Is it a sanctuary; or is it a zoo? We will tell you what we found on our visit it may help you to decide.
As a visitor to Wat Pa Luangta Bua Yannasampanno Forest Monastery, known internationally now as 'The Tiger Temple' in Kanchanaburi Province, Thailand, you are required to 'donate' 300 Bhat to enter the temple. You can't wear anything Red, Pink or Orange at all as this will allegedly 'upset' the tigers, but don't worry if you do turn up in these inappropriate colours - you can buy souvenir type clothing, T-shirts and pants at the ticket office! (How considerate.)
The main entrance gate takes you into a walled and fenced area of scrub land, looking a bit like a dusty building site in places, where we were met by a couple of doe-eyed deer that seemed to enjoy licking the salts from our sweat beaded arms! Tearing ourselves away from these cuties we walked a few metres, seeing Tiger Canyon signposted off to the left. [The brochure says - 'The tigers are taken here for their afternoon exercise 1-4 pm'.]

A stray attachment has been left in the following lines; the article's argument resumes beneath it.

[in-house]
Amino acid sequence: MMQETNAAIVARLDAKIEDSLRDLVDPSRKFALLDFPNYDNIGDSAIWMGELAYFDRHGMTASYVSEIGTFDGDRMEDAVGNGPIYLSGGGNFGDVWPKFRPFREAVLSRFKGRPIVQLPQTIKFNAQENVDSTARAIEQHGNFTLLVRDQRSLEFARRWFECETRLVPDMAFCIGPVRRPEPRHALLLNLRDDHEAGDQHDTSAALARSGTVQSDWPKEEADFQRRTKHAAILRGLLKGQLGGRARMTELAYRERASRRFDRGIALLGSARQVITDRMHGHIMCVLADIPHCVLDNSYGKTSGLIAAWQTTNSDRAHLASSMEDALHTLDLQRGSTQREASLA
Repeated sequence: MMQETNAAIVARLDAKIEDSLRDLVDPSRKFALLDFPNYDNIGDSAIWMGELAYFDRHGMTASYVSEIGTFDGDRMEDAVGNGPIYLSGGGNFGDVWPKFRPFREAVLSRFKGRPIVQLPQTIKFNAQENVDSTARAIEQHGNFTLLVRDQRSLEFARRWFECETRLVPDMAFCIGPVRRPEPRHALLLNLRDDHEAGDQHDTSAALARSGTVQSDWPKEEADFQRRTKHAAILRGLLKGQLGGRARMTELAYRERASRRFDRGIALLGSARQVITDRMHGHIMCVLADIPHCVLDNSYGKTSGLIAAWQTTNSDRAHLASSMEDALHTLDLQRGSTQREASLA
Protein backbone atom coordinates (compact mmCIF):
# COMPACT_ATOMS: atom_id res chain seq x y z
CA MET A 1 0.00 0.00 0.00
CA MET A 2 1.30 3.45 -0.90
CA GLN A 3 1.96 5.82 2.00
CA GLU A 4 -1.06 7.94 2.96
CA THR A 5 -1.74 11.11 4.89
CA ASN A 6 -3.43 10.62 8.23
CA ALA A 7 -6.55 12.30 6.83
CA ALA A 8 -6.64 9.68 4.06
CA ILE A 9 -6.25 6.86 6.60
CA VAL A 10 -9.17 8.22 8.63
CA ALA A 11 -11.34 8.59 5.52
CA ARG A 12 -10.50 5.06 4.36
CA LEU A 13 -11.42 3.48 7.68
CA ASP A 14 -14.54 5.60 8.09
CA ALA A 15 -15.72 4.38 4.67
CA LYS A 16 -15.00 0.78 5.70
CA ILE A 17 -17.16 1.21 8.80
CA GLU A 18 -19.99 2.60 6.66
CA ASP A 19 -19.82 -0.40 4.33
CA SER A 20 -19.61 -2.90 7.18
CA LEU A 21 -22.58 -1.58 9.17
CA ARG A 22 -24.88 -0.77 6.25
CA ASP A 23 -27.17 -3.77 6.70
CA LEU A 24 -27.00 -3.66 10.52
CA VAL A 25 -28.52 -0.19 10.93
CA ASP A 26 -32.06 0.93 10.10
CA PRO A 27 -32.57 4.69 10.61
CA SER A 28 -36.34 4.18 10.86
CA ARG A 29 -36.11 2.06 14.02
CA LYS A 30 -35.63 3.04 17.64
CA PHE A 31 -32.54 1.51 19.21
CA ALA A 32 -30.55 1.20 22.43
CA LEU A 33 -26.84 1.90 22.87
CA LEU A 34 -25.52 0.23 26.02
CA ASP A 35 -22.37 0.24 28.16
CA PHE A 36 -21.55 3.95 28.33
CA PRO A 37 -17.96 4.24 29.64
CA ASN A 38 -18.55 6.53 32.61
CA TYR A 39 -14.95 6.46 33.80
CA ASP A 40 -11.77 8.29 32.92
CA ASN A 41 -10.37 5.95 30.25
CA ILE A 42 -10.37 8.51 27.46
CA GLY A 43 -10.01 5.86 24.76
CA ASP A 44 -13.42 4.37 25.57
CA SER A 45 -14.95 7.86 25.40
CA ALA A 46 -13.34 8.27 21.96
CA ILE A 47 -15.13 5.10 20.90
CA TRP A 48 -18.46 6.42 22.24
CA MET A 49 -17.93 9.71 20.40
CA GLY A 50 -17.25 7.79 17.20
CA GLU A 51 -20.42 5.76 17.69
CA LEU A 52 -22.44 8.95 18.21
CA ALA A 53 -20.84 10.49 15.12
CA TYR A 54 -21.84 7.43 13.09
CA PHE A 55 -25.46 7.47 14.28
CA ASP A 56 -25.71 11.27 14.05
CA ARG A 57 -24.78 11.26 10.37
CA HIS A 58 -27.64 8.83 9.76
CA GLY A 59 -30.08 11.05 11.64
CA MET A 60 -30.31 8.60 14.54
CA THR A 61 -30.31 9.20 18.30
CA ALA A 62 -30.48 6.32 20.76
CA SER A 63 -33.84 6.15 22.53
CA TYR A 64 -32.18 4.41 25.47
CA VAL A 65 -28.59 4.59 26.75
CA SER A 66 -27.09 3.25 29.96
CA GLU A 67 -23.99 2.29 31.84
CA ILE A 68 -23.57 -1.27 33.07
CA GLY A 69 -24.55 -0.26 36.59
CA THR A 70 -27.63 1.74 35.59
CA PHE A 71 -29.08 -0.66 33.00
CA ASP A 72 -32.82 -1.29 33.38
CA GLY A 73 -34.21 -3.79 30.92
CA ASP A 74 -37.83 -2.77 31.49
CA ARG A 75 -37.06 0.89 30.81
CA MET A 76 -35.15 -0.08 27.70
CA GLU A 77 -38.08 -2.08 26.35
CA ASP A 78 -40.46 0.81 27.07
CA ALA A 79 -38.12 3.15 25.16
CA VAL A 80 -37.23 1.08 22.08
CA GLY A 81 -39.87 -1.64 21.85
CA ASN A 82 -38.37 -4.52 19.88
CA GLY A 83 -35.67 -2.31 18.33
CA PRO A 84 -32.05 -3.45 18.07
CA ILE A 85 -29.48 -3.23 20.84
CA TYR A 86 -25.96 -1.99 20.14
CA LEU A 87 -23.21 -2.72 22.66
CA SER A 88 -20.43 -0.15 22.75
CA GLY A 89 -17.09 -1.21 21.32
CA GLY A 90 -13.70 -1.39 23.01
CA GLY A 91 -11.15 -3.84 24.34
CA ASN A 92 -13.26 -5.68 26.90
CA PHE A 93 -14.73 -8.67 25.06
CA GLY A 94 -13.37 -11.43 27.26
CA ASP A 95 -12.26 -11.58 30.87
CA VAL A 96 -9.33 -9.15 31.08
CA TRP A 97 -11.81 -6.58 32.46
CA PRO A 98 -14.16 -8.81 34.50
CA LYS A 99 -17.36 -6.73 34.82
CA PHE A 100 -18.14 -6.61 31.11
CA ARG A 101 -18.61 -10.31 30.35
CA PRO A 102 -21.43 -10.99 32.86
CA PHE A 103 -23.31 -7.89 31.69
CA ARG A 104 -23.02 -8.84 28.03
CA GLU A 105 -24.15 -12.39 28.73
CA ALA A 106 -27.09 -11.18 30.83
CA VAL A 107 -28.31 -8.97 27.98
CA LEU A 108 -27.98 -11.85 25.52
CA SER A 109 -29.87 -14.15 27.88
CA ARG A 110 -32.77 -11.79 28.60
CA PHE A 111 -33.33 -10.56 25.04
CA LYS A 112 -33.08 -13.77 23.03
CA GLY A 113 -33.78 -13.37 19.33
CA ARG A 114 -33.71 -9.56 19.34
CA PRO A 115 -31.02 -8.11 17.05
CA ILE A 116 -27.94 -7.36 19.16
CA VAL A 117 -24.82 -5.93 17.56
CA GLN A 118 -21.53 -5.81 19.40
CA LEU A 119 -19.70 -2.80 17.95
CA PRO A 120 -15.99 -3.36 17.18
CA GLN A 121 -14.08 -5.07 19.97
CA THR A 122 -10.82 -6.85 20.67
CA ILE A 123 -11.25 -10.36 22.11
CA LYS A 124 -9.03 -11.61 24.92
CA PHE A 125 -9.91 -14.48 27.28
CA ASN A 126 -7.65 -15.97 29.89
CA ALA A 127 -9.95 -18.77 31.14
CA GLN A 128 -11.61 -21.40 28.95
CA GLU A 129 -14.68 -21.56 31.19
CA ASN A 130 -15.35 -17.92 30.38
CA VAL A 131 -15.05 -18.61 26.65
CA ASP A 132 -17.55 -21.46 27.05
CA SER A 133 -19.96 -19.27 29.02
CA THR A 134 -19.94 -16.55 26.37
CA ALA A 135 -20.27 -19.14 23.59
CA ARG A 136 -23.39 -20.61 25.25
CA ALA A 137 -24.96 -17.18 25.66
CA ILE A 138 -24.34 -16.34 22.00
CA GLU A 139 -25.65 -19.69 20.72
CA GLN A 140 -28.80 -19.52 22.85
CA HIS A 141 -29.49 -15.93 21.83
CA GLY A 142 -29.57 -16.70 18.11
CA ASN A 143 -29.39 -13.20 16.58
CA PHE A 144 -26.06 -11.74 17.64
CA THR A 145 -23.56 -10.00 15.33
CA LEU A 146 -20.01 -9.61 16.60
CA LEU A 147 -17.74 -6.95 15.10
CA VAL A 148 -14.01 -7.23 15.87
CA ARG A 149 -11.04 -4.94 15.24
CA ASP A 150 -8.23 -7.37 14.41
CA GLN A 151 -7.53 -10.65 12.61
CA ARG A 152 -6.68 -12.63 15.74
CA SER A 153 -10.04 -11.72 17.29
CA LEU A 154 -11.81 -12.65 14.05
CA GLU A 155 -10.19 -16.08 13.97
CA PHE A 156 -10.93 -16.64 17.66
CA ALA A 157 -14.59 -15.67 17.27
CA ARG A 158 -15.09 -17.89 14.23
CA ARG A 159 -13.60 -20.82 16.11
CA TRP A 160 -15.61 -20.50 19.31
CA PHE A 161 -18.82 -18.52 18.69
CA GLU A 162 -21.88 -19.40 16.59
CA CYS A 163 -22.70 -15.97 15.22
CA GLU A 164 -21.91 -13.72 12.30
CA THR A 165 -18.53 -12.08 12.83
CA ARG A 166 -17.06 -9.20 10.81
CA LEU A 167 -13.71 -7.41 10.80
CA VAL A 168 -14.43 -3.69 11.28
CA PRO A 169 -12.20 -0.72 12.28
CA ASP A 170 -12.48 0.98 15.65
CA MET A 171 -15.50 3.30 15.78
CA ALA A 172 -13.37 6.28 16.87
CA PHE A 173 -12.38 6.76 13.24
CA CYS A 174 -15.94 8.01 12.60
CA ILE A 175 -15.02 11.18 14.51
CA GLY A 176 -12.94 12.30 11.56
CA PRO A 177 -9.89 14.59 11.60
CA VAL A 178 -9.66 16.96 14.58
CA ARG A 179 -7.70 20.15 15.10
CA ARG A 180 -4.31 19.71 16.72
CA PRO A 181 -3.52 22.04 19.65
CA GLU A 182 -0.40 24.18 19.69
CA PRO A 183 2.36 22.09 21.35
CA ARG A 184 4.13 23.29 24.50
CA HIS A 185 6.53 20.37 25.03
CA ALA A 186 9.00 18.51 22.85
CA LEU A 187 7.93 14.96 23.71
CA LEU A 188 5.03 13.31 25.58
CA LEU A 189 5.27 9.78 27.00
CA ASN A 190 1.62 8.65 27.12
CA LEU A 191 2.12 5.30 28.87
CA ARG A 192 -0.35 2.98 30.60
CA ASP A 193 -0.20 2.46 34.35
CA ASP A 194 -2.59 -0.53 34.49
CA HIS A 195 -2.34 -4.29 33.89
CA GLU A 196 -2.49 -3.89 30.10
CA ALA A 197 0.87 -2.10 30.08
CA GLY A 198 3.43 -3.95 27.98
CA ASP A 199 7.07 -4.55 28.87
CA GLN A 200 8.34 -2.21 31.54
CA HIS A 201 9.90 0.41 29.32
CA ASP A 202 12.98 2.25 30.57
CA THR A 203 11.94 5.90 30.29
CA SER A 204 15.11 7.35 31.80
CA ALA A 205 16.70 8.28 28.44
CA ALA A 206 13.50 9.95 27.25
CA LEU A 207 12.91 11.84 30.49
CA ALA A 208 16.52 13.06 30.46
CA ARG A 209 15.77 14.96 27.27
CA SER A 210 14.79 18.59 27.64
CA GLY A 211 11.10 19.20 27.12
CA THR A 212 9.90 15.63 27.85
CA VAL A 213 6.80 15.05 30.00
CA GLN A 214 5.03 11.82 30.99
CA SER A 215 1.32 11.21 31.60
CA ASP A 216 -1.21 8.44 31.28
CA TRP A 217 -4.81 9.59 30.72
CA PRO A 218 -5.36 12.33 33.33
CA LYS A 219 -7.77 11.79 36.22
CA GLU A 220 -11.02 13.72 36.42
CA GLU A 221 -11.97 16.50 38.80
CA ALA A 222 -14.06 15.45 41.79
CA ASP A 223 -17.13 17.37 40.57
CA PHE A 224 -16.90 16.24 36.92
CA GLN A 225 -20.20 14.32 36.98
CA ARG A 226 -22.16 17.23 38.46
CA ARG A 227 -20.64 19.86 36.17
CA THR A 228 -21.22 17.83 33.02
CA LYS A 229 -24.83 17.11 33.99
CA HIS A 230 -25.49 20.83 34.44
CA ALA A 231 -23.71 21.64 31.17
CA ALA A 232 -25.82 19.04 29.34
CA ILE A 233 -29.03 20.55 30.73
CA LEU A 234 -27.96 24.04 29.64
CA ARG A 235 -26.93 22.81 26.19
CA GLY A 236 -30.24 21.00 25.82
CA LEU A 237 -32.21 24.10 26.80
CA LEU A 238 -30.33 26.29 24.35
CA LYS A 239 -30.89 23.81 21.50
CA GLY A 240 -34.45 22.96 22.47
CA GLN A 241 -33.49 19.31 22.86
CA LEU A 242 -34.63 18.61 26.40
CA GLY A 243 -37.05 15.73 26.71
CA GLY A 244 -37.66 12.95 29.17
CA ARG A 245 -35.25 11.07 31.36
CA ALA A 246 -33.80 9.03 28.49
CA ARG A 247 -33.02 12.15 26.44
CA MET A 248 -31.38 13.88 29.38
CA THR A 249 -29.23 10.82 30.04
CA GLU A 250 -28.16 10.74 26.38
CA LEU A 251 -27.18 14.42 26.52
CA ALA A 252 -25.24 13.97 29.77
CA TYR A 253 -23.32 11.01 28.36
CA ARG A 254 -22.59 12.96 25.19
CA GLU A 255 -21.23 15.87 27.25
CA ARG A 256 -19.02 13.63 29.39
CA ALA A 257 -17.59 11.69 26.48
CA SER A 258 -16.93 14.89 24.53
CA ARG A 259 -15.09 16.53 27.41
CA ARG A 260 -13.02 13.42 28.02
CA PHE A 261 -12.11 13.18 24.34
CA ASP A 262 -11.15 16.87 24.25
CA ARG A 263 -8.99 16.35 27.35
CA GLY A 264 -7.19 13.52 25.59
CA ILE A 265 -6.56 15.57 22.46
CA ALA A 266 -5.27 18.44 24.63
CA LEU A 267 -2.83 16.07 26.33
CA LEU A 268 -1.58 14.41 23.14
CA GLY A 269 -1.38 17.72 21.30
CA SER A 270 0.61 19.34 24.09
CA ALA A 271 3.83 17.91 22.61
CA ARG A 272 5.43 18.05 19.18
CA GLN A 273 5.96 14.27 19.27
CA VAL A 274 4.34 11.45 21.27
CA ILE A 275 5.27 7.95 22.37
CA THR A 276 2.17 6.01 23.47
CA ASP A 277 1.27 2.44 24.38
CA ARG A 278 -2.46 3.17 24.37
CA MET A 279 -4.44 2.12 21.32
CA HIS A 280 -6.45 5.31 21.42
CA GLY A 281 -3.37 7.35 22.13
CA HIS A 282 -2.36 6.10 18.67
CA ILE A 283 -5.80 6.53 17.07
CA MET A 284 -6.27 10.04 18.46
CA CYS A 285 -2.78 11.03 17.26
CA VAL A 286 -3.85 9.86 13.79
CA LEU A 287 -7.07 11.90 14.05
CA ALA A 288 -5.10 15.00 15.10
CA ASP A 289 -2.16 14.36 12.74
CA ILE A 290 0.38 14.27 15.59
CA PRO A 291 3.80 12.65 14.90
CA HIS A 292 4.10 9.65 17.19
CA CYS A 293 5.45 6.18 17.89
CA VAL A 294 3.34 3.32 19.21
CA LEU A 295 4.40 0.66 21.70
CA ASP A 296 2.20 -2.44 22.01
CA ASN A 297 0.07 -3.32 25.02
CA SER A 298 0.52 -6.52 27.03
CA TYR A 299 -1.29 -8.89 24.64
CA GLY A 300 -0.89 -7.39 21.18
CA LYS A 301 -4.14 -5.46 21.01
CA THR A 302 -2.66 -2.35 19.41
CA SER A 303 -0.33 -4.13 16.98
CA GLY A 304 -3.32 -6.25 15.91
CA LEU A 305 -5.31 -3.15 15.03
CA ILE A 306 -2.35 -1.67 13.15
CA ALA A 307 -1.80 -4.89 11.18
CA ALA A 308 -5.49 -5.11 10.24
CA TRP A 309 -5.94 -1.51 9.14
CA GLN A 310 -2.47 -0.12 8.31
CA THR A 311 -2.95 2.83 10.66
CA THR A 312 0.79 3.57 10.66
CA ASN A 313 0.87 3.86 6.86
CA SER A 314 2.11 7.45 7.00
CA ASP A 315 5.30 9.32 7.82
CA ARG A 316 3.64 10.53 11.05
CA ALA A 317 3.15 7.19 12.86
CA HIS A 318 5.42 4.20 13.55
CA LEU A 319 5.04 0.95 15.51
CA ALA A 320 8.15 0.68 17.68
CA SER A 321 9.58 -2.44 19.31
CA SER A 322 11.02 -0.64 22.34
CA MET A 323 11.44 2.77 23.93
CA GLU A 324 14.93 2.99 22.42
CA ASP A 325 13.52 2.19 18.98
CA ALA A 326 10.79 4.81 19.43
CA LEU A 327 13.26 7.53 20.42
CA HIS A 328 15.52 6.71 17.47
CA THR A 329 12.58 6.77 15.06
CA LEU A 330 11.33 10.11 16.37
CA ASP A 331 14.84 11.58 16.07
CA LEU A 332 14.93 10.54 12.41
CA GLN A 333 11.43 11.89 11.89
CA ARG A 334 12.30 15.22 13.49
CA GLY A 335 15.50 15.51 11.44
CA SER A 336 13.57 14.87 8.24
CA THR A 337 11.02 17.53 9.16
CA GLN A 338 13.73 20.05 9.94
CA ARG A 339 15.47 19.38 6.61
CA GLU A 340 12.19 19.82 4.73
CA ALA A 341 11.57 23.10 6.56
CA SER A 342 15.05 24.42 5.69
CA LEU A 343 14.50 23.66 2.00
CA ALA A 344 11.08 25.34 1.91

Tiger Canyon is a natural (or is it excavated?) dead-end valley with a small pool fed by a trickle of a 'waterfall' (or is it a strategically placed water pipe?) with a number of scattered rocks (again strategically placed?) and what can only be described as an amphitheatre with bench seating around the open end of the 'canyon'.